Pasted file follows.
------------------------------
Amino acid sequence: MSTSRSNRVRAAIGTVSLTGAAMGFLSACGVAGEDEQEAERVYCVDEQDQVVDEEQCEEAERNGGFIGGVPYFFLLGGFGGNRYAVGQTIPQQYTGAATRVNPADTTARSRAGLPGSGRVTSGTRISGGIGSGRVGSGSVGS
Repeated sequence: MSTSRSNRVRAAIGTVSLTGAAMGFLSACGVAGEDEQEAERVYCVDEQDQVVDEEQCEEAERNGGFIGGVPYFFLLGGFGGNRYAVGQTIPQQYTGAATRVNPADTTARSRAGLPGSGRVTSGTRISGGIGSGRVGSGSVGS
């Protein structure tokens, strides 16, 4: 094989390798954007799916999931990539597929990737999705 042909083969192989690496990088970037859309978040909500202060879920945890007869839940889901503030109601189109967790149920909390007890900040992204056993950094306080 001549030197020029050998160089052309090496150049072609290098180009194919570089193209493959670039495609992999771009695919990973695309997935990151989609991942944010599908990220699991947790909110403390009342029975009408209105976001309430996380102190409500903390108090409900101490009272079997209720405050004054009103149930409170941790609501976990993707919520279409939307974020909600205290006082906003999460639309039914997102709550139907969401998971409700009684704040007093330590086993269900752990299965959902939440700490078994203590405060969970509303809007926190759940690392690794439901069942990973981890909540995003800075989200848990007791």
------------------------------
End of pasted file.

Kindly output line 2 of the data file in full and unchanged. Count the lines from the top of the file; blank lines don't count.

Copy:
Repeated sequence: MSTSRSNRVRAAIGTVSLTGAAMGFLSACGVAGEDEQEAERVYCVDEQDQVVDEEQCEEAERNGGFIGGVPYFFLLGGFGGNRYAVGQTIPQQYTGAATRVNPADTTARSRAGLPGSGRVTSGTRISGGIGSGRVGSGSVGS